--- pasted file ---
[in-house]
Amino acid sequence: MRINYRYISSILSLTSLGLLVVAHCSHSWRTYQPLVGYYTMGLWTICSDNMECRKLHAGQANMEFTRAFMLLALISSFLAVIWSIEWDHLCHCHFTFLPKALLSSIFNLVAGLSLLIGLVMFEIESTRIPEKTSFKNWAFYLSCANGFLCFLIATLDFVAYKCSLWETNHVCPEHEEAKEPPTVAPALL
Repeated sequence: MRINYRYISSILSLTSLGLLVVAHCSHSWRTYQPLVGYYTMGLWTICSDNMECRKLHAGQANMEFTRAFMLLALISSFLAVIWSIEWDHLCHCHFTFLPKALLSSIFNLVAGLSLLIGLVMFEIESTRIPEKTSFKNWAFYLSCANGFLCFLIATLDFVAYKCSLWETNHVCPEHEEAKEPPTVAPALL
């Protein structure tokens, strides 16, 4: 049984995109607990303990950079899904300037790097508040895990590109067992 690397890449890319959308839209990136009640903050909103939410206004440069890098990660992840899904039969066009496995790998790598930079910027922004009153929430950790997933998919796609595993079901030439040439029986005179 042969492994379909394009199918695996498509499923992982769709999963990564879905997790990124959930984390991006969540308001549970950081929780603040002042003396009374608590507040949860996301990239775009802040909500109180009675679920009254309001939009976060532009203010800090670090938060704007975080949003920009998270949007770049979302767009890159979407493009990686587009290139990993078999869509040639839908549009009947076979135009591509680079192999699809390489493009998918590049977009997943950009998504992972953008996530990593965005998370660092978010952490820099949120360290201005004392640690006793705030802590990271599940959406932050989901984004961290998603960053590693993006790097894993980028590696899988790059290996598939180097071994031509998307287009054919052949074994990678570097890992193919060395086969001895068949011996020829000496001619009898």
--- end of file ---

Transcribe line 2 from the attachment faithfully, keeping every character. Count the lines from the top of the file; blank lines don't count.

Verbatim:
Amino acid sequence: MRINYRYISSILSLTSLGLLVVAHCSHSWRTYQPLVGYYTMGLWTICSDNMECRKLHAGQANMEFTRAFMLLALISSFLAVIWSIEWDHLCHCHFTFLPKALLSSIFNLVAGLSLLIGLVMFEIESTRIPEKTSFKNWAFYLSCANGFLCFLIATLDFVAYKCSLWETNHVCPEHEEAKEPPTVAPALL